Steve's nature is to ponder the challenging questions in life and refused the smooth path. Although he was able to "walk directly" into Yale University, he dropped out in his Freshman year. He holds an undergraduate degree in ethnomusicology and film production from Temple University and received an MBA from Columbia University in 2001. His dear highly accomplished father did not understand the direction his son was taking at first when he left Yale which caused a painful rupture in their bond. In this difficult time Steve was continuing to search for his own meaning and answers. During our interview, he worked through the meaning behind a world that offers up evil and good and listed examples of both. Understanding part of the human condition is figuring how to exist in a world with the extremes and the gray in between. It was crystal clear that his belief in John Coltrane's presence was an example of a person who comes into our lives with an overflowing amount of courage and we can try to live up to these highest of standards. While many of us tap into Coltrane's 'angelic' nature, Steve also points out that it is important not to distance ourselves from Coltrane's 'human' accomplishments. "Coltrane was a genius —but so much of what he achieved was through sheer hard work. Relentless practicing (like my father), and asking questions of nearly everyone (like Cornel West). So it is important to remember that Coltrane was mortal and certainly one of us—it is just that he expressed the very best that humans can be." Steve would take his empathetic nature, deep learning from his agnostic Jewish upbringing, and the richness from the black world he also lived in to proceed through life with a purpose that makes the angels sing. His projects reflect a spiritual sense of truth, integrity, love, and suffering. They offer the promise of what America could be, is at times, and should always be. This was the very promise that his parents taught him must never be forgotten or comprised.

Cherished Music

Rowland firmly believes that the best of music articulates its present time. This is another of the insights he learned from studying ethnomusicology. It could shed light on the problems in our contemporary lives and show us who we are as a nation. "It's not just the notes that you're playing. It's what you're saying with the music." For those very reasons when Steve was coming up he was very invested in and listening to incredible musicians coming out of Motown. He also focused on Bob Dylan, Odetta, Paul Robeson, Woody Guthrie and Crosby Stills and Nash. He has a concern with jazz musicians who only focus on the extraordinary music of the past. While he believes that Wynton Marsalis is "obviously a supremely gifted musician" he suggests that Marsalis originally denigrated the work of an entire generation of important experimental artists— including Cecil Taylor, Ornette Coleman, Oliver Lake and of course the late works of John Coltrane. "There was so much exploration after Coltrane's untimely death in 1967. Some was more successful than others, but it was an important fervent and creative period. Many artists dedicated their entire lives to that creative search for meaning. And a lot of the search was this search for a new human consciousness. Also, in race issues and also musical issues, if you're only thinking about the past you are out of step with the 'now.' For instance, I adore Duke Ellington and know he is a towering genius of 20th Century music. There is so much still to learn from him about melody, harmony, arranging, leadership and being a great humanitarian. But if you're only thinking about Duke Ellington, that means you're not thinking too much about new jazz, or world music or contemporary classical music or experimental music or hip-hop. And you can't really be present in the moment of "now" without including those musical forms because you're thinking about the past. It seems best to me to honor each artist for their unique contributions and honor many, many artists"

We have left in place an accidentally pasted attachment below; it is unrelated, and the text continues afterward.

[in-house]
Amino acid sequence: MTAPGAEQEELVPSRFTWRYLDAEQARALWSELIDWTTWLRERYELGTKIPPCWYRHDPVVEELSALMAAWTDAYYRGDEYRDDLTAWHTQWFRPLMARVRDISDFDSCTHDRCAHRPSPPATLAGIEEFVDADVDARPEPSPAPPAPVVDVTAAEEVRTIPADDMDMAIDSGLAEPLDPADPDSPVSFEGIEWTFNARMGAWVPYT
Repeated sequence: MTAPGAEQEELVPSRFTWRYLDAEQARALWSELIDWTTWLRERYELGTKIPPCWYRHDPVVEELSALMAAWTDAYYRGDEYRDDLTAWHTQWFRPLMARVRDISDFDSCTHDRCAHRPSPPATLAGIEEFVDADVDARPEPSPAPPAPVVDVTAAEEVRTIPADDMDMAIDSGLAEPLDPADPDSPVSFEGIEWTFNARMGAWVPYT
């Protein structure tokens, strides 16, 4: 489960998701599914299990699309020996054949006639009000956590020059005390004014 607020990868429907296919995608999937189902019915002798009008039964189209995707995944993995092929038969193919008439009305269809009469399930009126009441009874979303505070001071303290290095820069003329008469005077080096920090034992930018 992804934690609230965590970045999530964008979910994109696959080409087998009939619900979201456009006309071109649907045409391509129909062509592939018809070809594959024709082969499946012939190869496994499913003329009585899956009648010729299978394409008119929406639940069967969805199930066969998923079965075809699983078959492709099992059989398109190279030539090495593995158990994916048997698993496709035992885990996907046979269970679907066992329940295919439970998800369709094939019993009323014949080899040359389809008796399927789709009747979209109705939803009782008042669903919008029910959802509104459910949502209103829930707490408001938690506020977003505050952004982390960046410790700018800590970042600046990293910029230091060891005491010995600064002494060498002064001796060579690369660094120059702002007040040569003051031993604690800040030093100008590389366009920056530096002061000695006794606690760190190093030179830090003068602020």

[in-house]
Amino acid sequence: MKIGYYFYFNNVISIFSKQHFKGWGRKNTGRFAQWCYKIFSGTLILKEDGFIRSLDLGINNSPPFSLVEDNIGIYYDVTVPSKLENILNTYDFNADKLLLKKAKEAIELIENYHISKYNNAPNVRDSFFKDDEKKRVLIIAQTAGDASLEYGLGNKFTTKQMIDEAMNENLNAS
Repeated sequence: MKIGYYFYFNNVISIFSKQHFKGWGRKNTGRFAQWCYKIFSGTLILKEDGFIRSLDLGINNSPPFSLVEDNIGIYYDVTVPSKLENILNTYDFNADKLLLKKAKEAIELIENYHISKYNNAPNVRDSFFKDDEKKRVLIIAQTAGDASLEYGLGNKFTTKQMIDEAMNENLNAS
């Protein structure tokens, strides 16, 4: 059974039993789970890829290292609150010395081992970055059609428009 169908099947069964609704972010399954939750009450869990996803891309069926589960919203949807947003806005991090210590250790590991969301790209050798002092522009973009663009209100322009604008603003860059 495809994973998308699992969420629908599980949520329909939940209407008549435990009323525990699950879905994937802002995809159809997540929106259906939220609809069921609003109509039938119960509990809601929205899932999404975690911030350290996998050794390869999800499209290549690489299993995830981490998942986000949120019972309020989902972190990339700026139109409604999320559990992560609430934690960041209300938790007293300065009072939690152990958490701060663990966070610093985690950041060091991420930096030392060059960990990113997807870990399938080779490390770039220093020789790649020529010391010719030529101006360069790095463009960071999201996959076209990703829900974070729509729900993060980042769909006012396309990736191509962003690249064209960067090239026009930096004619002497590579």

Steve told me an interesting story about Sonny Rollins, Jazz at Lincoln Center (JALC) and Mr. Rollins' long embrace of modern music, which is overlooked by many jazz purists. Several years ago Mr. Rollins was honored with an introduction into the Nesuhi Ertegun Hall of Fame at Lincoln Center. Rollins was asked to perform but declined. He attended the ceremony and graciously accepted the award and then introduced the performer he chose to represent him on that special occasion. The attendees, many stalwart financial supporters of JALC, were surprised, and some horrified when the remarkable tenor saxophonist David S. Ware came out to play the brilliant Rollins composition, East Broadway Rundown. (The original Rollins recording was made in 1966 with Coltrane colleagues Jimmy Garrison and Elvin Jones.) Ware's performance was significant for many reasons. At the time JALC was still down on modern jazz, and it was important that Sonny embraced Ware as virtuoso saxophonist and an artist of deep spiritual expression. All of this is discussion of how important it is for music to speak to the time period. And now, some 15 to 20 years later, in large part because the new music movement remains strong, even Mr. Marsalis has changed and is embracing artists like Ornette Coleman.